St. Pius X Connections • SUMMER 2018
WHY A CHAPEL? We have so many other needs…why focus on a Chapel? We’ve spent years working out of a portable Chapel that has seemed to serve our needs… why spend so much on a new one?
t. Pius X High School prides itself on the breadth and balance offered in its curriculum. For those students interested in business and entrepreneurship, the school offers participation in the nationally recognized DECA program, allowing participants to plan and manage a business at all levels. Our fine arts department provides space and resource devoted to concentrations spanning from visual arts to music theory to dance. The St. Pius X STEM lab promotes educational excellence in key academic disciplines whose importance grows greater and greater. While vital to our purpose, our continued emphasis on providing an unparalleled educational experience only addresses one half of our mission. It is imperative that we offer this education on a campus centered around faith and community, serving God and others as our founders first intended. And while our spirit of love and respect lives within each one of our students, we have woefully lacked a proper space to grow and recognize this essential component of a Catholic education. Just as we have classrooms devoted to individual educational discipline, is it not as equally important to have a classroom committed to religion and reflection? One of the most impactful places to teach children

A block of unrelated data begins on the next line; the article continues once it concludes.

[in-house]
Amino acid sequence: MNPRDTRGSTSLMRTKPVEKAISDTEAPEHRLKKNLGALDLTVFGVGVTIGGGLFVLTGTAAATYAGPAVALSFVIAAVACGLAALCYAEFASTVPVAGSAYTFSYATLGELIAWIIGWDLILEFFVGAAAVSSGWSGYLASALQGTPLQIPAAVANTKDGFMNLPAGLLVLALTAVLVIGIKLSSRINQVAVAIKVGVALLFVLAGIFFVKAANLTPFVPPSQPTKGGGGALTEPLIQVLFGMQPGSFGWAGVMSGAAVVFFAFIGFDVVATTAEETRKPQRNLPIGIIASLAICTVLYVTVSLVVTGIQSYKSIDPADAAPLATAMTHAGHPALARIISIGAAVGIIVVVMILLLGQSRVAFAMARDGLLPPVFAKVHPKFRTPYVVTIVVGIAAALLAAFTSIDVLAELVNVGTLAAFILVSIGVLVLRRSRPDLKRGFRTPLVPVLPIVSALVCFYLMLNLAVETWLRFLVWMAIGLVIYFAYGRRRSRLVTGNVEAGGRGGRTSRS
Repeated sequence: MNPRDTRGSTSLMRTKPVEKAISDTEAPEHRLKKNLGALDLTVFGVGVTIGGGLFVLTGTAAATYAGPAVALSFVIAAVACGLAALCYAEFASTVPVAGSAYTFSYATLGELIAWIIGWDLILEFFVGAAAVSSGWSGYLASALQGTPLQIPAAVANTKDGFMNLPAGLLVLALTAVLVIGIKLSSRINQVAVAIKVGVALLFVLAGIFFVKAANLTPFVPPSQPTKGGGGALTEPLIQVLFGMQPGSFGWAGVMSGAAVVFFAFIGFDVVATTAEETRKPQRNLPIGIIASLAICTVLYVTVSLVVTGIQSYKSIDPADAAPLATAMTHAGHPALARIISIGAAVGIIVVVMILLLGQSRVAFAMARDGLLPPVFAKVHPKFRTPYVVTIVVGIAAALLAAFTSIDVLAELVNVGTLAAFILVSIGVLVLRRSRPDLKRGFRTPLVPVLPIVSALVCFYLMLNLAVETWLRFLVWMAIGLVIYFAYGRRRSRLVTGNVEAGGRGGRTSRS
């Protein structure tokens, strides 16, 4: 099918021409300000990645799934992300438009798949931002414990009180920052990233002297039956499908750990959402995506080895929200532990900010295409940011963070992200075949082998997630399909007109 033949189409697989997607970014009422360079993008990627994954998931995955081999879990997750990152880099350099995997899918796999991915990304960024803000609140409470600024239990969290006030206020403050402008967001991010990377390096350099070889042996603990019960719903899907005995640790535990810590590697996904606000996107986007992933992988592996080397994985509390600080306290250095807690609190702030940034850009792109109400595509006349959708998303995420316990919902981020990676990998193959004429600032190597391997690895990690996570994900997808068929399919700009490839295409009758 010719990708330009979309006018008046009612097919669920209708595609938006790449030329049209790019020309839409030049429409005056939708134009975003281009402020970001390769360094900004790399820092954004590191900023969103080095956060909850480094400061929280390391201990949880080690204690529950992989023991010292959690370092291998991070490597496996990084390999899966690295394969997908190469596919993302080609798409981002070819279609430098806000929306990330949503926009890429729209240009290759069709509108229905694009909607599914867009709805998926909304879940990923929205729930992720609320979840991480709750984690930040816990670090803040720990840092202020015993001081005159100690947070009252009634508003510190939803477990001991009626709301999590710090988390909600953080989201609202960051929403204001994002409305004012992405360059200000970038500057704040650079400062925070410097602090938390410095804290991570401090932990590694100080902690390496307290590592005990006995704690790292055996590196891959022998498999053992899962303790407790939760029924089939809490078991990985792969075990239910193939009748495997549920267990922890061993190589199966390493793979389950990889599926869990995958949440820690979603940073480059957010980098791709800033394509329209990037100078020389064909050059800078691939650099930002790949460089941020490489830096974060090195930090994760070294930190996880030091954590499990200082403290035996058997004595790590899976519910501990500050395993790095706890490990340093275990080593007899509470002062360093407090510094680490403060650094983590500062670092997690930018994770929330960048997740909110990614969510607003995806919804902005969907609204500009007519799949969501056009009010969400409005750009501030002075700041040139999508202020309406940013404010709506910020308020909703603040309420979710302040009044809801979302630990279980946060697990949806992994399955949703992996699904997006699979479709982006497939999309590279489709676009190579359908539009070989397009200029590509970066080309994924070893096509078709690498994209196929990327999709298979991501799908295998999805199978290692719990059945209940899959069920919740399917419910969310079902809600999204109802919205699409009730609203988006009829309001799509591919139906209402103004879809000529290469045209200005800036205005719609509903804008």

faith is in a church; a permanent symbol of what defines a Sartan and one demonstrating the emphasis we place on faith and the sacraments. For far too long, the construction of a chapel on campus has been an afterthought. Accordingly, we have prioritized the construction of a chapel as the first phase in a long-term development plan for St. Pius X High School. The “Keeping The Promise” capital campaign continues the hard work started by a handful of our most supportive and devout constituents and will honor these efforts by putting a shovel in the ground in the months to come. While this chapel will finally become a reality, the support of the community is of critical importance so that we may not just address this project, but so that we may begin the necessary improvements elsewhere on campus. We invite you to familiarize yourself with this project by reading the pages that follow, and should you have any further questions, reach out to any member of our campaign cabinet listed herein. In time, we will be personally inviting every member of the St. Pius X family to invest in generations of Sartans to come.
St. Pius X Connections • SUMMER 2018
ony Pino ’74 has graciously agreed to serve as the General Chair for St. Pius X’s “Keeping The Promise” Capital Campaign. We sat down with Tony to learn more about his passion and commitment for Sartans past, present and future.